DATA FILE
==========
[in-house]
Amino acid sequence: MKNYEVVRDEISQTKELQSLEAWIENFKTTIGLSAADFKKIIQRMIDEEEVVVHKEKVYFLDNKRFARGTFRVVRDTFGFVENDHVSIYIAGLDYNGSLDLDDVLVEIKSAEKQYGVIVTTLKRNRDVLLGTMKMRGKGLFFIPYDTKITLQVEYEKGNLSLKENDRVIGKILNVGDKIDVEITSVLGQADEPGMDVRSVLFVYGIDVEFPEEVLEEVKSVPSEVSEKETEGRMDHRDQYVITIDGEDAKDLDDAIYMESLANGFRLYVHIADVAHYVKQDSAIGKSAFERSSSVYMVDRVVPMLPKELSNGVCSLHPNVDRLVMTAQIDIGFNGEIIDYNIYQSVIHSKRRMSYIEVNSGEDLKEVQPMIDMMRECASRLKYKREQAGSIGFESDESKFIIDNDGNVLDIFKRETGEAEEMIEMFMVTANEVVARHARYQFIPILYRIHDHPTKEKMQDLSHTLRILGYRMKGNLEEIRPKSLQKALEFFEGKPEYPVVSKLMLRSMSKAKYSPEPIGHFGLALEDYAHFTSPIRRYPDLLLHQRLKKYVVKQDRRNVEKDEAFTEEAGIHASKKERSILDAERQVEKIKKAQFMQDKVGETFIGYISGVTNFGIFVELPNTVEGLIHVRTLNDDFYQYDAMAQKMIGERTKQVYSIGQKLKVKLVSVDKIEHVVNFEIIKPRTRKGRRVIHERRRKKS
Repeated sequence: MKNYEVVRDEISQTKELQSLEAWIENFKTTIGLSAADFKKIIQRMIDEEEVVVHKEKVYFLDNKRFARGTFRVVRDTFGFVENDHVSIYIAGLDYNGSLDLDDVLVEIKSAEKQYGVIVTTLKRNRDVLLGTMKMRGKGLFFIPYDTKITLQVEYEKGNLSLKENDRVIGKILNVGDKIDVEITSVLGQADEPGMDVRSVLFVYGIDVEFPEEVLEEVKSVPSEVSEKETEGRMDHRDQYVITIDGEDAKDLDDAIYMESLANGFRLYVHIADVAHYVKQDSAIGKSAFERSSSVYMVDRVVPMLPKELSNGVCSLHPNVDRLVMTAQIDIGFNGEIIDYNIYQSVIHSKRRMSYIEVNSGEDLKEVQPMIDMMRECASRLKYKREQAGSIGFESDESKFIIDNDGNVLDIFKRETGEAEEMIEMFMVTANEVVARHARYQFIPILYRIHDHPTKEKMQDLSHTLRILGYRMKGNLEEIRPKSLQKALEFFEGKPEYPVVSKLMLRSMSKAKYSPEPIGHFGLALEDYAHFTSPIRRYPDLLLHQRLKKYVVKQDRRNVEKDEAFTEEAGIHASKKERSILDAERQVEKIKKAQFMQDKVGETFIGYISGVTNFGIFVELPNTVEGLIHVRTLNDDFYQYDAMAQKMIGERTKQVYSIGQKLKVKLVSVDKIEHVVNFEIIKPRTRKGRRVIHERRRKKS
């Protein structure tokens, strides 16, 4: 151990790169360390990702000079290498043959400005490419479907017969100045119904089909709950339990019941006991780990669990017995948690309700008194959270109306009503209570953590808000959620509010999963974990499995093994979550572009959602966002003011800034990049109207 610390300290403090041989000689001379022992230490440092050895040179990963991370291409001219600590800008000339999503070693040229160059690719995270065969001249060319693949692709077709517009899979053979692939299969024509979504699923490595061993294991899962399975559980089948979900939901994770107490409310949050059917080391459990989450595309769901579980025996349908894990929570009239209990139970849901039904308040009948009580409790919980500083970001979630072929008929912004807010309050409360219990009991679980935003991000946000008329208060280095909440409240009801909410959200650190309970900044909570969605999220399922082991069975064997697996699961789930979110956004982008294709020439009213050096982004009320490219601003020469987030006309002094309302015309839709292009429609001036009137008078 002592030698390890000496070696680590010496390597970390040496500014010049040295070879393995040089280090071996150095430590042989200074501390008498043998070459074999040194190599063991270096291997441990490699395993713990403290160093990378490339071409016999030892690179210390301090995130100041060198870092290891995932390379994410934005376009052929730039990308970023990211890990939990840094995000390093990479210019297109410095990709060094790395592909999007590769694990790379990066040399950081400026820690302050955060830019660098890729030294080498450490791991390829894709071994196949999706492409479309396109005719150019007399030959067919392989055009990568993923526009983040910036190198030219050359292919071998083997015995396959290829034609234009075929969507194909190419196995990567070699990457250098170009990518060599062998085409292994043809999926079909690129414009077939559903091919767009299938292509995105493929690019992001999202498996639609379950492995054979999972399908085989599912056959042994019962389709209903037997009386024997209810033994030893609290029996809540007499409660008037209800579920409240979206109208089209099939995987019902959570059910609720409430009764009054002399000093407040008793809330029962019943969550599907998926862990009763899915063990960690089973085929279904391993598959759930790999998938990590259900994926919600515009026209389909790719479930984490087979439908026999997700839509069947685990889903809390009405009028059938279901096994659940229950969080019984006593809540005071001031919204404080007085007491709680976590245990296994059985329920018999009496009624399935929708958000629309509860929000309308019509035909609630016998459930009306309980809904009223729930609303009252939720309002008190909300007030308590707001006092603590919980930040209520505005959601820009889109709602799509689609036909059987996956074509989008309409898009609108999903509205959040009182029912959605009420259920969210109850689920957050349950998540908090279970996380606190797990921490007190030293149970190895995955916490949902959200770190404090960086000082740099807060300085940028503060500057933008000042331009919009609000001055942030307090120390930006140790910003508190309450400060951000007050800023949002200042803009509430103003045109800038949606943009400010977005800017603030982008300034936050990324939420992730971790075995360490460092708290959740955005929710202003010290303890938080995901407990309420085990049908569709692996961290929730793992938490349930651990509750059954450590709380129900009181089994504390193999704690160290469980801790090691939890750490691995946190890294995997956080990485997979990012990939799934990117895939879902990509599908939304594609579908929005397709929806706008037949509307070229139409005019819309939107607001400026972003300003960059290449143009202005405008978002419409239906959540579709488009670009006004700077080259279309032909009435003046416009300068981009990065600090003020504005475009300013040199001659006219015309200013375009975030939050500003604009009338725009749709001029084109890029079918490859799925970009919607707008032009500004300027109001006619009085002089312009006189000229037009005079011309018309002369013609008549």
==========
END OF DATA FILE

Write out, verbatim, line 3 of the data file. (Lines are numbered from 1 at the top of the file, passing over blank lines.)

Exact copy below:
Repeated sequence: MKNYEVVRDEISQTKELQSLEAWIENFKTTIGLSAADFKKIIQRMIDEEEVVVHKEKVYFLDNKRFARGTFRVVRDTFGFVENDHVSIYIAGLDYNGSLDLDDVLVEIKSAEKQYGVIVTTLKRNRDVLLGTMKMRGKGLFFIPYDTKITLQVEYEKGNLSLKENDRVIGKILNVGDKIDVEITSVLGQADEPGMDVRSVLFVYGIDVEFPEEVLEEVKSVPSEVSEKETEGRMDHRDQYVITIDGEDAKDLDDAIYMESLANGFRLYVHIADVAHYVKQDSAIGKSAFERSSSVYMVDRVVPMLPKELSNGVCSLHPNVDRLVMTAQIDIGFNGEIIDYNIYQSVIHSKRRMSYIEVNSGEDLKEVQPMIDMMRECASRLKYKREQAGSIGFESDESKFIIDNDGNVLDIFKRETGEAEEMIEMFMVTANEVVARHARYQFIPILYRIHDHPTKEKMQDLSHTLRILGYRMKGNLEEIRPKSLQKALEFFEGKPEYPVVSKLMLRSMSKAKYSPEPIGHFGLALEDYAHFTSPIRRYPDLLLHQRLKKYVVKQDRRNVEKDEAFTEEAGIHASKKERSILDAERQVEKIKKAQFMQDKVGETFIGYISGVTNFGIFVELPNTVEGLIHVRTLNDDFYQYDAMAQKMIGERTKQVYSIGQKLKVKLVSVDKIEHVVNFEIIKPRTRKGRRVIHERRRKKS